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Why Dreamweaver has all bases covered

Sep 16, 2008
When we run Dreamweaver training courses, we are always amazed at the number of different types of Dreamweaver user who attend our courses. There is simply no longer a typical Dreamweaver user. We get people working from all types of organisation in all types of role. Private individuals, accounts specialists, marketing specialists, academics, workers in the health services...

Of the people now wanting to learn Dreamweaver the vast majority attending our courses will not necessarily become specialists in web development. Rather they have a need to develop content for a web site or to build a web site for a particular purpose. They have looked into the choices of software available and come to the conclusion that Dreamweaver is the best package to use and now they need to learn how it works.

Dreamweaver has become the industry standard web development software, seeing off rivals like Microsoft FrontPage. And it deserves its position. It is a great software package with powerful features and an approachable interface which lets anybody who can use a computer embark on a basic software development project and, with a bit of patience and knowledge of a few fundamentals, bring it to a conclusion. Dreamweaver has attained this dominant position because its creators have always aimed to satisfy the needs of all the different types of users of their software.

Back in the nineties when web editors (such as PageMill, Hot Metal Pro, FrontPage and Dreamweaver) started to appear, they were greeted with some scepticism by serious web developers (coders) who felt that they produced sloppy code and were really only of interest to people who didn't understand code and, basically didn't know what they were doing. Even back then, Macromedia, who owned Dreamweaver, bundled HomeSite (a Windows HTML code editor) or BBEdit (with the Macintosh version) to keep serious web developers happy.

With each release of Dreamweaver, Macromedia continued to add features which showed that they understood the need to create clean code even when using visual tools. They added features to the program for maintaining the integrity of code and removing redundant elements. They enhanced their coding environment with features like line numbering, code hints and the tag selector, a feature which displays the tag underlying the currently selected element and the hierarchy of tags in which the element is contained. They also added the ability to verify whether a web page contained code incompatible with certain browsers.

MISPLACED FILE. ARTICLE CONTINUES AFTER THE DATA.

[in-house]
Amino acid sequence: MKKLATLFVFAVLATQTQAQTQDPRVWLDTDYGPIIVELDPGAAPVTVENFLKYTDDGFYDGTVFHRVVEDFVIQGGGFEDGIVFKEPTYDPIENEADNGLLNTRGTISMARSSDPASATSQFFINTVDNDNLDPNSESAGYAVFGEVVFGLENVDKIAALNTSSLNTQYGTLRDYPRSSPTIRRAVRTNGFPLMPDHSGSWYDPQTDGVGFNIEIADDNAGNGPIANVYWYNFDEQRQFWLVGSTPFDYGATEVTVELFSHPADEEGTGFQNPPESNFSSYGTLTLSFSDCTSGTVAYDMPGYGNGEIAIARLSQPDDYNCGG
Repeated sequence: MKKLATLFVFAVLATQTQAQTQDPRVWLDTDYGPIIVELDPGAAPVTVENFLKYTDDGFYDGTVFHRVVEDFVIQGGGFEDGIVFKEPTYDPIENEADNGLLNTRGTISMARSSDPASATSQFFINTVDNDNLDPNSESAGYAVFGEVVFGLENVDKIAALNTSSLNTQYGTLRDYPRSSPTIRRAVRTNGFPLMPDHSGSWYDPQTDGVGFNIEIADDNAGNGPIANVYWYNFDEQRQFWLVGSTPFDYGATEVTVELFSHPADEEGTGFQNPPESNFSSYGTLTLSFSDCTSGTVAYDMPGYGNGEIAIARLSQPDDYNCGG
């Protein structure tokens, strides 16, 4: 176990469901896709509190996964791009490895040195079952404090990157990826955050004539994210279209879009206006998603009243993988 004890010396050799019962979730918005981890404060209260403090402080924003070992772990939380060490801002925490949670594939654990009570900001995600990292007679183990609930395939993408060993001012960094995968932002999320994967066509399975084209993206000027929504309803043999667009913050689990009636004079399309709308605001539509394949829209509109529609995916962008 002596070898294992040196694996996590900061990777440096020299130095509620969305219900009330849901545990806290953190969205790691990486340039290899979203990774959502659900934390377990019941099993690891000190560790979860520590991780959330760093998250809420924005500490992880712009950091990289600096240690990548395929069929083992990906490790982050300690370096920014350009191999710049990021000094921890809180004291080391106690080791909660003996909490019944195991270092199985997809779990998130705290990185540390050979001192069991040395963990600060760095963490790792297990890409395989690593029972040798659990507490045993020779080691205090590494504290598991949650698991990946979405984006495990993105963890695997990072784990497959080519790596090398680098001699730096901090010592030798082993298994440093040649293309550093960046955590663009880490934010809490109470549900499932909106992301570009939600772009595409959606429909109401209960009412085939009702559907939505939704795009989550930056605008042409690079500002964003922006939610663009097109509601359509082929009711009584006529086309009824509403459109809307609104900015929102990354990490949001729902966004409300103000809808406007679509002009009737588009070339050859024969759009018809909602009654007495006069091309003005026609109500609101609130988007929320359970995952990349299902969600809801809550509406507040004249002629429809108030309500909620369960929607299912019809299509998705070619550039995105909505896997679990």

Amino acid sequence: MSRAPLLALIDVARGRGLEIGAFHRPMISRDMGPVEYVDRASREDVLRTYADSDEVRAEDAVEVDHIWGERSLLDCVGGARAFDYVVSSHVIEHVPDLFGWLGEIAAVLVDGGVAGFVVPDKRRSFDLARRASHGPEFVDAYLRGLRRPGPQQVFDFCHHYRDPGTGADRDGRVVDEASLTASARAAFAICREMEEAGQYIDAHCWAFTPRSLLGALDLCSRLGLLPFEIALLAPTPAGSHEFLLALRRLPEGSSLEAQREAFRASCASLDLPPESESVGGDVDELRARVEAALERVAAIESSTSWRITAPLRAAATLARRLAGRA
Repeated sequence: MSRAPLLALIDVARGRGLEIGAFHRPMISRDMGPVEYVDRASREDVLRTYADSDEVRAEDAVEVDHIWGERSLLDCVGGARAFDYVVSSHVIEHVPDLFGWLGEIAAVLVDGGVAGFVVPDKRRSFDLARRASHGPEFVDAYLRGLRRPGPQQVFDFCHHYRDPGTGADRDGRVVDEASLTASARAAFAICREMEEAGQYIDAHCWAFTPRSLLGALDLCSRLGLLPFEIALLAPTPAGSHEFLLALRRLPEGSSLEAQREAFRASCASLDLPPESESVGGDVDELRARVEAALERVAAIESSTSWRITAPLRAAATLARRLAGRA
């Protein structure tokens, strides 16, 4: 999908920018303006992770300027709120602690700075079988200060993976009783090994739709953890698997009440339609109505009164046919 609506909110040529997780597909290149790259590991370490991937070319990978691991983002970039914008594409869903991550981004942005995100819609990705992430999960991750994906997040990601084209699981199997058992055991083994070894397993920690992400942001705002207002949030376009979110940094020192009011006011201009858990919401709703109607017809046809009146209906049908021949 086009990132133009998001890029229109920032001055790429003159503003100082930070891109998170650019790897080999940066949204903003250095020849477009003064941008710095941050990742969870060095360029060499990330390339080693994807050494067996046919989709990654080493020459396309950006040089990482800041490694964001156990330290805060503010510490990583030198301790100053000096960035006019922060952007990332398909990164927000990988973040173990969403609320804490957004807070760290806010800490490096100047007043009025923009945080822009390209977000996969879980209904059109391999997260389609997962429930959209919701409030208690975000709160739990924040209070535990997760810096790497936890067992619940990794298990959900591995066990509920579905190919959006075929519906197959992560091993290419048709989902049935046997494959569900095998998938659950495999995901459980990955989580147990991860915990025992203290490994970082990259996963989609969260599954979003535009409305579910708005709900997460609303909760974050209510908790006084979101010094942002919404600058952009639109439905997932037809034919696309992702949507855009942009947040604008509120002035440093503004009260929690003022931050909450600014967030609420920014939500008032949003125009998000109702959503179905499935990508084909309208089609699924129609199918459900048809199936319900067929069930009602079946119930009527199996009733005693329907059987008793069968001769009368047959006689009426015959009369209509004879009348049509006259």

In June 2000, Macromedia added another string to their bow by releasing a special edition of Dreamweaver called Dreamweaver UltraDev. This version of Dreamweaver contained all the features of the basic programs but added special utilities for creating dynamic content. Users could create server-side content using ASP, ColdFusion or JavaServer pages. The program automatically generated code for connecting to a database, retrieving and displaying data and linking elements on a web page to a data source. Two years later, they dropped UltraDev and added all of its functionality into the standard version of Dreamweaver, further enhancing its appeal to serious web developers.

Macromedia further enhanced Dreamweaver's reputation as a tool for serious web developers by added collaborative functionality to the program; features which acknowledged the fact that a lot of web developers are part of a team. Dreamweaver's two main collaboration features are "File check in Check out" and "Design Notes". The former allows developer A to open a file and check it out; so that developer B knows that the file is being worked on by A and doesn't start making conflicting changes to the file. The design notes feature allows developer A to attach a note to a particular file which can then be picked up by developer B.

The web is constantly evolving and new technologies are being developed to make web sites more appealing to visitors. The owners of Dreamweaver have always been very good at embracing these new technologies sooner rather than later. An illustration of this can be seen in the latest version of Dreamweaver which includes a series of CSS layouts which can be used by newbie web developers to create pages which separate web content from information relating to the styling of that content. Dreamweaver also has useful features for making it easy to make your content accessible to web surfers with disabilities.

The newest release of Dreamweaver, CS3, also includes support for Ajax an exciting new way of creating interactive Web applications using XHTML, CSS and JavaScript. Dreamweaver's implementation of Ajax is via Adobe's Spry Framework for Ajax. Using the easy to use Spry interface, developers can create sophisticated Ajax interface elements, special effects and display data-driven content on their pages.

As new features are added to Dreamweaver with each new release, the program continues to have an interface which is user-friendly and approachable by any experienced computer user, bringing web development within reach of just about everybody on the planet. And it is this policy of satisfying the needs of professionals as well as beginners which will doubtless continue to make it the obvious choice for anyone wanting to develop web content at any level.
About the Author
Author is a developer and trainer with Macresource Computer Solutions, an independent computer training company offering Adobe Dreamweaver training courses in London and throughout the UK.
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